It is the perception of pressure, usually the skin. The sense of touch is essential for survival because it allows us to interpret when we are in danger according to a certain number of receptors specialized in the perception of various environmental characteristics. We deepen this concept in the following lines.
The smell is the sense responsible for the treatment and detection of odors, based on the particles in suspension present in the environment (It is chemical in nature, just like the taste). Through the inspired air, these molecules come into contact with the olfactory epithelium of the nasal cavity which, after a series of connections, sends the messages to the olfactory bulbs. These are responsible for processing, encoding and directing information to other areas of the brain.
It is interesting to know that humans can detect around 10,000 different smells and that, from a culinary point of view, smell is considered an accessory of taste. Have you ever wondered why meals don’t taste good to us when we’re cold? During this clinical picture, the olfactory receptors are isolated by the nasal mucus, and as a result, we lose a very high percentage of information when interpreting in the brain what we are eating.
Other “senses” in humans
There are more senses to be discovered, although they are not directly related to the 5 main blocks that we have shown you. Some of these are associated with touch, while others report internal information that is not directly related to any of the previously mentioned elements. In this list, we present a few:
- Thermoreception: includes the perception of heat and its absence. Skin thermoreceptors are completely different from those that identify the thermal balance of our internal organism.
- Nociception: perception of pain. Not all pain receptors are found on the skin, as they are also found in the joints, bones, and viscera.
- Proprioception: the perception of our own body parts and their location in a three-dimensional space.
- Equilibriocepción: perception and maintenance of balance.
You might think that thermoreception and nociception are events that are completely related to the sense of touch, but this is not always the case. Inherently “touch” encompasses anything we can feel through the skin, but it turns out that heat, cold, and pain can also be felt in other internalized areas of the body that have little to do with it. the dermis and the epidermis.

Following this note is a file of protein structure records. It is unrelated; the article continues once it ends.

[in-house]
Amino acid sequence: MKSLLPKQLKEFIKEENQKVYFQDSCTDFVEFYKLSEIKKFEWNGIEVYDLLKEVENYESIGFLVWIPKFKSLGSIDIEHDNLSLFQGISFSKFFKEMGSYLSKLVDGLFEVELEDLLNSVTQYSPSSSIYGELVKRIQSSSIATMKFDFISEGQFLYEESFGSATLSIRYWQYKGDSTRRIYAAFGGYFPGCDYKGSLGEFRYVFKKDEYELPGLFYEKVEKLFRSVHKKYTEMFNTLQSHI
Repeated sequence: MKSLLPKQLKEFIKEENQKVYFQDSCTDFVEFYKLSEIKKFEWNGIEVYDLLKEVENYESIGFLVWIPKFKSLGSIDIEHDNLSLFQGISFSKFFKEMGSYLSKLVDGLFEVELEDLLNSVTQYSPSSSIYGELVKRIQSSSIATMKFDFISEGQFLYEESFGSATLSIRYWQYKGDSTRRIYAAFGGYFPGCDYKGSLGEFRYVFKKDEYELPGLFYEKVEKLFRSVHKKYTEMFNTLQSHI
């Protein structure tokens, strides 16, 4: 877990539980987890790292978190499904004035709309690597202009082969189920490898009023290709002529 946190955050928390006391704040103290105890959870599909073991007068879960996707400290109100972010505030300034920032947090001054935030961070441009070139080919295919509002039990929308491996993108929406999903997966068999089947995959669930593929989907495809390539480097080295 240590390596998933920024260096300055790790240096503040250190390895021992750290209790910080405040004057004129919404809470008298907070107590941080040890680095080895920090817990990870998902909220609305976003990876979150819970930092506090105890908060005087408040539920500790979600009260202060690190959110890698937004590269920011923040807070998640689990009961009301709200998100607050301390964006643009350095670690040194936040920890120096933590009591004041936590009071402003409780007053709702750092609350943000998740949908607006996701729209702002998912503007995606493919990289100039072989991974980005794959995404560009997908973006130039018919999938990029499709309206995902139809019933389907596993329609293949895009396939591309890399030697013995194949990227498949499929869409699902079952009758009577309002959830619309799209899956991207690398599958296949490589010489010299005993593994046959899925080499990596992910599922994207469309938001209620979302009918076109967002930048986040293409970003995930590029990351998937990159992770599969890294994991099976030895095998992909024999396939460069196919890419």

Visceral nociceptors are an example: Most of these are high threshold or nonspecific amyelinated fibers, but they register the perceived damage on the organs of our body. In this case, information is received from the inmate and therefore it is unreasonable to link such an event to touch.
Something similar happens with equilibriocepción. Yes, the system balance is in the ear, but it is not explicitly and directly related to hearing itself. A deaf person can have a good sense of balance, although it is more difficult to maintain posture and avoid falls when so much information is missing that hearing is lacking.
As you have seen, the typical classification of perception channels makes water on many fronts, no matter how useful it is at the level of education and awareness. For example, the map of languages has repeatedly refuted, since dividing this organ into circumscribed and clearly demarcated taste sections is, to a large extent, a lack of truth.
On the other hand, humans “feel” much more than can be encompassed in sight, hearing, taste, touch and smell. The perception of our own body, the balance of our locomotor system, internalized pain and the perception of internal heat are physiological events that cannot be fully explained with the classical senses. These dilemmas highlight that the more we know about our bodies, the more we have to know.
- The sense of sight, Oftalvist. Collected March 6 from https://www.oftalvist.es/blog/sentido-de-la-vista/
- The sense of taste, EDUMEDIA. Collected March 6 from https://www.edumedia-sciences.com/es/media/478-el-sentido-del-usto#:~:text=El%20ustu%20es%20el%20sentido,del%20sabor% 20es% 20La% 20lengua. & text = Tamb% C3% A9n% 20se% 20ilustra% 20La% 20transmisi% C3% B3, trav% C3% A9s% 20de% 20las% 20fibras% 20nerviosas.
- Ear function, RDR. Collected March 6 at https://www.rdr.com.mx/funcionamiento-del-oido/#:~:text=El%20sentido%20del%20o%C3%ADdo%20nos,movernos%2C%20no% 20we lose balance% 20EL% 20.
- Perception as a means of development of the individual. (Fundamental factors.), UP. University of Palermo. Collected March 6 from https://fido.palermo.edu/servicios_dyc/proyectograduacion/detalle_proyecto.php?id_proyecto=1126#:~:text=La%20percepci%C3%B3n%20es%20un%20proceso,que%20ocurre% 20en% 20su% 20entorno. & text =% 20ser% 20humano% 20se% 20distingue, by% 20su% 20capacidad% 20de% 20razonar.